The image above, sold on istockphoto for less than $10, is being used for 236 different sites around the world (see screenshots below). Interesting to note that a dozen or more companies use this same image on their “about us” pages. Wouldn’t it be better to actually show your people?

Another alternative is to hire a professional to do your work. It may cost a bit more, but the image will be totally unique—the highest value in a world of cheap copies—just like your brand. It’s yours. It’ll feature your work or your team.

Whichever way you go, it’s worth your time to go in with eyes wide open.

Make your photo files immortal

What is a DNG file? Should I shoot RAW? I hear questions like these all the time from photographers and friends. It’s confusing out there, with each camera manufacturer using a different, proprietary type of RAW file. Sometimes the file type changes between cameras of the same manufacturer. How do you ensure that your files are readable years down the road, when that format may be obsolete (many have already come and gone)?

The best answer right now is the Adobe-sponsored format .DNG (Digital Negative). This is a standard supported by Lightroom, Aperture, Adobe Bridge, Photo Mechanic and many other image browsers, catalogs and PIEware. It’s not yet universally supported by the major digital camera manufacturers, but it’s probably just a matter of time before that happens.

It’s a good idea, if you shoot RAW–to either save the original RAW images and then convert your take to DNG, or to convert immediately to DNG and save those as originals (which they technically are). Most professional image browsing software will convert proprietary RAW files to .DNG during the image ingestion process–that is, as the software copies the images from your digital media card and deposits them on a hard drive. If you don’t have a browser software that does this for you, you can download a .DNG converter from Adobe.

For ultimate forward-backward compatibility, add .DNG file conversion to your workflow. Your future self will thank you.

Copyright registration: why it matters

Misconceptions abound when it comes to copyright of intellectual property, especially photography. Photographers typically think that they automatically own the copyright to their work and thus are protected when their images are used without permission. This sense of security–while based in fact–is somewhat misplaced.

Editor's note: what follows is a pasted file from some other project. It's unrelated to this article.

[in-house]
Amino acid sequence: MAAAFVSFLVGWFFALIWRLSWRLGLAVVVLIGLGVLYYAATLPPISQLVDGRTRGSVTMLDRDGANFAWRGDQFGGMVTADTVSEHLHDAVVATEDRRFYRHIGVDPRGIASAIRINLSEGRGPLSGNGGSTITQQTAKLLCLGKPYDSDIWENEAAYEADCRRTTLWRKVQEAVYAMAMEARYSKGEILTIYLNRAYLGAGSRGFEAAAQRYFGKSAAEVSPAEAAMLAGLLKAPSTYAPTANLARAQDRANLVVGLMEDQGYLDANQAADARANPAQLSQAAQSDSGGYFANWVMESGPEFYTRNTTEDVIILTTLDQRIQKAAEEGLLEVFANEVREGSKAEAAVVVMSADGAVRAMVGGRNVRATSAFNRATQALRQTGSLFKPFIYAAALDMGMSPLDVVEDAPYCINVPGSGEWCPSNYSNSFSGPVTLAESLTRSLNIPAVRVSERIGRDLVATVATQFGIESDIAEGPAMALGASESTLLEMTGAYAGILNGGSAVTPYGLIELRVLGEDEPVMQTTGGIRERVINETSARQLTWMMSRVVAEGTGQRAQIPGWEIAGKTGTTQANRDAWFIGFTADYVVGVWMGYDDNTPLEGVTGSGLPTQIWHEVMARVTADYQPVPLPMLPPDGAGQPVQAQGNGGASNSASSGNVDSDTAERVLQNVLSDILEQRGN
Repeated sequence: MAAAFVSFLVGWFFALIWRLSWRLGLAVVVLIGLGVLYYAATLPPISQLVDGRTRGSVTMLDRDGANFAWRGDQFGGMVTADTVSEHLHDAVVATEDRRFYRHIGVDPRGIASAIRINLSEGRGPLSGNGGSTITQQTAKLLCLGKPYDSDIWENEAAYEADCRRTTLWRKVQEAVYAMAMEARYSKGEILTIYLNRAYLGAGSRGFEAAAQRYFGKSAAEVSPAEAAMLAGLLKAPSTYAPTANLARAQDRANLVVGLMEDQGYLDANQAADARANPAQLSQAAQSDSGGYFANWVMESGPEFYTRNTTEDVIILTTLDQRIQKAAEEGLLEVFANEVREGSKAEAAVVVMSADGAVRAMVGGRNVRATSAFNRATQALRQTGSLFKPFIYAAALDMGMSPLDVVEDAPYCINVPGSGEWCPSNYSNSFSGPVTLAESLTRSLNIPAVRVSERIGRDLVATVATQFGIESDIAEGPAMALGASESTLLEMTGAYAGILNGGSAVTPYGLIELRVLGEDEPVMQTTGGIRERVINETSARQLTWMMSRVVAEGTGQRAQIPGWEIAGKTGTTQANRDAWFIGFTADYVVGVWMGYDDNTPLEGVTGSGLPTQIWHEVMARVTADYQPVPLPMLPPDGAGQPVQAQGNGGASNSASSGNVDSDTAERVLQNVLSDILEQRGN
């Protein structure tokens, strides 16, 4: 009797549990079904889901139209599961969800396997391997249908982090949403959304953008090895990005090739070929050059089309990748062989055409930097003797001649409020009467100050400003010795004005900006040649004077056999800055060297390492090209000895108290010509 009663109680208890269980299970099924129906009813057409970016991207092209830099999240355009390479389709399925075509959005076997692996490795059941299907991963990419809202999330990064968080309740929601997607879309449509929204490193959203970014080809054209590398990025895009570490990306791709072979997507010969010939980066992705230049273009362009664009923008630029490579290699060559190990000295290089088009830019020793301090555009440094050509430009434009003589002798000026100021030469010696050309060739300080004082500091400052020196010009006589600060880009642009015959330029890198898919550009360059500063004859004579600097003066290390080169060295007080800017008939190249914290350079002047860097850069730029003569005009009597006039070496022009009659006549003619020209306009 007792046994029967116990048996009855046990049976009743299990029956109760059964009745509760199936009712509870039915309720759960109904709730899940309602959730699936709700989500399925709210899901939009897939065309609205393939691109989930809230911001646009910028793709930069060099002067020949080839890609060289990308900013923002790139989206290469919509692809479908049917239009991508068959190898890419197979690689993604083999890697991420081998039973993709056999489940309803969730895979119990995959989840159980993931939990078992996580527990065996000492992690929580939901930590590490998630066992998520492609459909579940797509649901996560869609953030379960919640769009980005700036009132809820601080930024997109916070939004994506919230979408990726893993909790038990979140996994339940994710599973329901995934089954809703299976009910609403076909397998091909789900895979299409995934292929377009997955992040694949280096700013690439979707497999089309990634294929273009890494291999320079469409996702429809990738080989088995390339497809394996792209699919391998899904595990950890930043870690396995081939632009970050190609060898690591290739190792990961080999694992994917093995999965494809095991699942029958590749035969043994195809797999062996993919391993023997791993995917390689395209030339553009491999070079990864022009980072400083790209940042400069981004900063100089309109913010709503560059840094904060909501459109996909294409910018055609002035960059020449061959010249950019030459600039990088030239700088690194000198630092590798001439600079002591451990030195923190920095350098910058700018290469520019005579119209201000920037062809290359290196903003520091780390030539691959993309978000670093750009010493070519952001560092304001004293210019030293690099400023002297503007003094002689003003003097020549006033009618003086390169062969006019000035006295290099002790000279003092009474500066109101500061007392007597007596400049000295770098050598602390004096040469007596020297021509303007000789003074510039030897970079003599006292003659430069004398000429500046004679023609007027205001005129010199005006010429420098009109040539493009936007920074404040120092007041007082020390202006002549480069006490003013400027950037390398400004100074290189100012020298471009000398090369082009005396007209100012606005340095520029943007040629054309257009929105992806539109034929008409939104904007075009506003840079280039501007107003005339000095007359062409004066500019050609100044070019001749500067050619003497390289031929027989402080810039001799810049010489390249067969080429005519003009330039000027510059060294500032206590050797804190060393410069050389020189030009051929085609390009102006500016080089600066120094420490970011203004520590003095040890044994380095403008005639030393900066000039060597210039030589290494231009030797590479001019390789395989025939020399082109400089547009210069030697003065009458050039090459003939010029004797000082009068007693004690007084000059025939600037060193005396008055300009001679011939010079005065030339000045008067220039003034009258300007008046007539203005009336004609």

A comprehensive discussion of copyright law is a topic for another time. Suffice to say that there are many reasons why professional photographers (those making a living at photography and want to continue to do so in the future) should copyright their work: One is that the most you can collect for a copyright infringement is the value of the image itself if the image has not been registered with the US Copyright Office. If a registered work is infringed upon, lawyers fees and statutory damages may be collected. Two, having registered work gives the copyright holder protection and leverage when negotiating disputes with publishers of their work. This can help with resolving slow- or non-paying customer issues.

It’s recommended that any photographer copyright their work prior to distribution or publication. Clients who purchase copyright from photographers (the so-called ‘buy-out’) should consider registering the work they own as well. To find out more about why copyright registration is important, check out the explanation posted on the American Society of Media Photographers (ASMP). It’s easy to register electronically at the US Copyright office. Lastly, there’s a great tutorial for photographers on the ASMP site on registering photography work online.

Reach for branding success

“Branding” is one of those words that seem to be applied to everything, and with good reason. Every bit of text, every graphic, every image that conveys both positive and negative information about your company or your person is affecting your ‘brand’.

Are you still using that two-year-old portrait to represent you or your business? Worse, are you a brand fanatic when it comes to your website and printed materials but have a Facebook page featuring you holding a beer at last July’s block party?

Now more than ever, brands need to be professional and consistently applied. You need to look your best wherever on the Internet that Google directs your potential clients–and competitors.

Any business or individual wanting to have an immediate, positive impact to their branding should analyze their brand’s visual footprint around the internet and then devise a plan to prop up the places where their brand might show some wear. This process can be as simple as getting an updated portrait or other images that gets systematically applied.

Several of our clients update their portraits up to six times a year, keeping things fresh, professional and always new.  While that may not be your cup of tea,  revisiting your visuals annually or every other year is a good idea.